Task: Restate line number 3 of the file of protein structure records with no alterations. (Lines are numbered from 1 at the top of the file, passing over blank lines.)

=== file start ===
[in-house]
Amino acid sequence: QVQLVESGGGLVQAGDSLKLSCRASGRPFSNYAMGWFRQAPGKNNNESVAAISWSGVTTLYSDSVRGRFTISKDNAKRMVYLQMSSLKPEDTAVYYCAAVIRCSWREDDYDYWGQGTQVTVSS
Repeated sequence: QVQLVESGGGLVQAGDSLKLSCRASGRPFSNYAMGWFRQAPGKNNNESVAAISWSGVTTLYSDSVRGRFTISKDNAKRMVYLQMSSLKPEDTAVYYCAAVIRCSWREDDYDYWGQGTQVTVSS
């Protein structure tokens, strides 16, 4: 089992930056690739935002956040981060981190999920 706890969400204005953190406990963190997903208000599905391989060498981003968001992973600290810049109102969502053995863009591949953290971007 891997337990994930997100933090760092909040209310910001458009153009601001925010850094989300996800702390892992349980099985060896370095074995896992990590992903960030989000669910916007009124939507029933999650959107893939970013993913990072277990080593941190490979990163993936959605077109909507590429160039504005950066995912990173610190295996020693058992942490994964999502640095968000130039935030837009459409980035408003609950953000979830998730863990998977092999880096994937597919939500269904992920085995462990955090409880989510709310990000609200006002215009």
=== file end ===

Repeated sequence: QVQLVESGGGLVQAGDSLKLSCRASGRPFSNYAMGWFRQAPGKNNNESVAAISWSGVTTLYSDSVRGRFTISKDNAKRMVYLQMSSLKPEDTAVYYCAAVIRCSWREDDYDYWGQGTQVTVSS